March 2012
Volume 53, Issue 14
Free
ARVO Annual Meeting Abstract  |   March 2012
Sara Regulates Opsin Trafficking And Outer Segment Morphogenesis
Author Affiliations & Notes
  • Ya-Chu Hsu
    Ophthalmology, Weill Cornell Medical College, New York, New York
  • Jen-Zen Chuang
    Ophthalmology, Weill Cornell Medical College, New York, New York
  • Jason Chen
    Biochemistry and Molecular Biology, Virginia Commonwealth University, Richmond, Virginia
  • Yu-Ting Yan
    Institute of Biomedical Sciences, Academia Sicina, Taipei, Taiwan
  • Yun Z. Le
    Section of Endocrinology and Diabetes, University of Oklahoma Health Science Center, Oklahoma City, Oklahoma
  • Ching-Hwa Sung
    Ophth/Cell & Dvlpmtl Biol, Cornell Univ Weill Med Coll, New York, New York
  • Footnotes
    Commercial Relationships  Ya-Chu Hsu, None; Jen-Zen Chuang, None; Jason Chen, None; Yu-Ting Yan, None; Yun Z. Le, None; Ching-Hwa Sung, None
  • Footnotes
    Support  NIH Grant EY11307, EY16805, RPB
Investigative Ophthalmology & Visual Science March 2012, Vol.53, 747. doi:
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      Ya-Chu Hsu, Jen-Zen Chuang, Jason Chen, Yu-Ting Yan, Yun Z. Le, Ching-Hwa Sung; Sara Regulates Opsin Trafficking And Outer Segment Morphogenesis. Invest. Ophthalmol. Vis. Sci. 2012;53(14):747.

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      © ARVO (1962-2015); The Authors (2016-present)

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Abstract

Purpose: : Mammalian outer segments of retinal photoreceptors turn over every 10 days. Disposed outer segment membranes and proteins are engulfed and degraded by adjacent pigmented epithelia. Directional and regulated transport of membrane and proteins from the cell body to renew the outer segment is necessary. The cellular mechanism that controls renewal processes remains elusive. Previously we demonstrated that SARA, a FYVE domain-containing protein, is required for biogenesis of nascent discs at basal outer segments in rods. We proposed Sara promotes fusion of rhodopsin-bearing vesicles to form new discs. In this study we investigate how SARA regulates outer segment morphogenesis in vivo using Sara knockout mice.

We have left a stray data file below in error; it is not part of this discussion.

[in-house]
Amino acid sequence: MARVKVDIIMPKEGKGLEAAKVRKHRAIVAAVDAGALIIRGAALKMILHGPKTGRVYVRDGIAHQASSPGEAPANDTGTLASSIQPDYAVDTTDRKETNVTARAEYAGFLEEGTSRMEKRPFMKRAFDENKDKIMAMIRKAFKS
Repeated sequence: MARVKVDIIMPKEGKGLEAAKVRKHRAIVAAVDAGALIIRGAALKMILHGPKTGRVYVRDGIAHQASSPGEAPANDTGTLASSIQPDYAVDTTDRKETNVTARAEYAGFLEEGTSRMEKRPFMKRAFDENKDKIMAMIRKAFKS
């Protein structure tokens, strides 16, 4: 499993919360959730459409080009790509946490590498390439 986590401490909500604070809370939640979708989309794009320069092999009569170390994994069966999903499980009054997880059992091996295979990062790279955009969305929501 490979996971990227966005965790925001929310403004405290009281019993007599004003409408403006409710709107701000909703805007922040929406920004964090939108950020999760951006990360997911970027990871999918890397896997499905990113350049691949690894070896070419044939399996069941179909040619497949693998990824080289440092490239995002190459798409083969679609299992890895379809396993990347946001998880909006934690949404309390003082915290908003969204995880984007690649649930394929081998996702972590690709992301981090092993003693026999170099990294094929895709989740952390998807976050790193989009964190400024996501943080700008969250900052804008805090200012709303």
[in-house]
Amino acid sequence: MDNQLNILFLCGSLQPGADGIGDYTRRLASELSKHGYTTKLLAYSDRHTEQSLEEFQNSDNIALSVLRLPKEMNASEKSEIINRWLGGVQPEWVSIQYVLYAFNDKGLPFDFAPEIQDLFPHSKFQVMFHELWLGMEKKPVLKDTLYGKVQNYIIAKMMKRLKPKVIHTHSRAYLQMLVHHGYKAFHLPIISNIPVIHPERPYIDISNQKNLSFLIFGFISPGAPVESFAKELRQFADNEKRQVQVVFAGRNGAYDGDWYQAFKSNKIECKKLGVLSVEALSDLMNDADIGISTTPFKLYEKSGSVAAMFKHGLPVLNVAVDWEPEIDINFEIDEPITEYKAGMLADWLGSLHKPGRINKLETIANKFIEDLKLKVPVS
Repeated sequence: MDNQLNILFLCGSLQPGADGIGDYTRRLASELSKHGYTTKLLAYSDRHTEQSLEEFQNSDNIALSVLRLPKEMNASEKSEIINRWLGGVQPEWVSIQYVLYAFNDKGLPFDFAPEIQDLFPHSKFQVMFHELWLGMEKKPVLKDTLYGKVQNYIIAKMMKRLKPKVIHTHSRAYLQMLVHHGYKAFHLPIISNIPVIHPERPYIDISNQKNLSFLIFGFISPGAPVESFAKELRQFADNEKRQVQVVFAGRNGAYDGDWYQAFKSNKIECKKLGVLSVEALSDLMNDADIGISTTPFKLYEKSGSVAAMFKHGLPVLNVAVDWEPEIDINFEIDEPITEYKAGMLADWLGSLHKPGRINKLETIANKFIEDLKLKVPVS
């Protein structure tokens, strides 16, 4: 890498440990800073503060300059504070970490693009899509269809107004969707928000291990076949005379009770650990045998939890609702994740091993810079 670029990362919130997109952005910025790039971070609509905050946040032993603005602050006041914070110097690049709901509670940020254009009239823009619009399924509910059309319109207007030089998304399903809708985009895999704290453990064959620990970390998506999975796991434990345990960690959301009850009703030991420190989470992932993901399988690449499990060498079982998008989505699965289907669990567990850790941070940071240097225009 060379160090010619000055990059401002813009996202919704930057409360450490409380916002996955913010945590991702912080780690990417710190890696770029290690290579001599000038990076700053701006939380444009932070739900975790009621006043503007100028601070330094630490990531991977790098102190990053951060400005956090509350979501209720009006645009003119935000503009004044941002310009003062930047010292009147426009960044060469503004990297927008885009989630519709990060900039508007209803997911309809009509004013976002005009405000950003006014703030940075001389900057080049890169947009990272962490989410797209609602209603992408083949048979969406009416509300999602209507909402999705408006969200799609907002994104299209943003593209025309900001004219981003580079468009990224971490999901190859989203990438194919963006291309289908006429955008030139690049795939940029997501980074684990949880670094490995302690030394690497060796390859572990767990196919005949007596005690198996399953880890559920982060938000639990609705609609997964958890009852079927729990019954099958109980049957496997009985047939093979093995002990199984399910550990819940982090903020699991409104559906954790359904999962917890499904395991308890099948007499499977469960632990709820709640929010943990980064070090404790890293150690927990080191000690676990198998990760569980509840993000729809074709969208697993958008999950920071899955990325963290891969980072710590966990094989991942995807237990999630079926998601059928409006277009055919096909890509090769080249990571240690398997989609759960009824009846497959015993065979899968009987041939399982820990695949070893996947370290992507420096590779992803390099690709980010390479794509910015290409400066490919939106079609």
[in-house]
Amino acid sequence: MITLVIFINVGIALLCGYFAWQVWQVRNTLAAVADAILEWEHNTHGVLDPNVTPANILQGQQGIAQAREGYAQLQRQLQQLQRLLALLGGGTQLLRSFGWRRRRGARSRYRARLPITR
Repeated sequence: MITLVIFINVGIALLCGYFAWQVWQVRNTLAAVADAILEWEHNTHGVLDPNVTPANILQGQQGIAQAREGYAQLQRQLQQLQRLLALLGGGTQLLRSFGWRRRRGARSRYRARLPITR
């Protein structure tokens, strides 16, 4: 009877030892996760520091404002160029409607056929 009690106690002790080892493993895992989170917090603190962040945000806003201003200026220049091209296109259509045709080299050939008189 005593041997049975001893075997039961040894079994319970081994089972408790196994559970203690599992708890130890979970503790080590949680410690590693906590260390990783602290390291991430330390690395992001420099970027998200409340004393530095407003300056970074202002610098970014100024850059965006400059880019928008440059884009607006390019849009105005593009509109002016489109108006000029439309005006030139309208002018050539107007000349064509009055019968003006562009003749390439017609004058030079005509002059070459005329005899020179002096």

Methods: : SARA-knockout mice were generated to assess SARA’s functions in retinas. In addition, SaraF/F mice were bred to tissue specific Cre mice to generate rod-specific and cone-specific knockouts.

Results: : Sara localizes to the base of rod outer segments and is also present in cone photoreceptors. Sara null mice are viable and fertile. Western blots of retina lysates confirmed the loss of Sara expression in Sara null mice. Lack of Sara did not change the gross histology and lamination of the retinas. Outer segments in Sara null retinas were able to form but are structurally fragile and prone to damages compared to wildtype counterparts. Rhodopsin and cone opsins are severely mislocalized, and peanut agglutinin (PNA) labeling was misplaced to the outer nuclear layer. Morphology of cone pedicles appeared abnormal in the absence of Sara. To tease out how Sara function contributes to rods and cones, we generated tissue- specific knockouts (KO), namely rod-KO and cone-KO. In rod-KO rhodopsin was mislocalized as early as postnatal day 17 and could be detected at 3 months. Cone cell development appeared unaffected in rod-KO. In cone-KO retinas, cone outer segments were shortened and thinner than those in the wildtype. PNA labeling showed reduced intensity. We are interested in examining the expression of known Sara-interacting molecules in KO retinas. To directly examine how Sara regulates rhodopsin trafficking in vivo, we will pulse-express rhodopsin reporters in Sara KO using in vivo retinal transfection.

Conclusions: : Opsin unable to target to the outer segment efficiently suggested that Sara regulates outer segment renewal. Our data indicated that Sara is critical for the disc insertion of opsin molecules of both rods and cones. Reduced expression of PNA in cone-KO suggested Sara may regulate the secretion of inter-photoreceptor materials.

Keywords: photoreceptors • retinal degenerations: cell biology • opsins 
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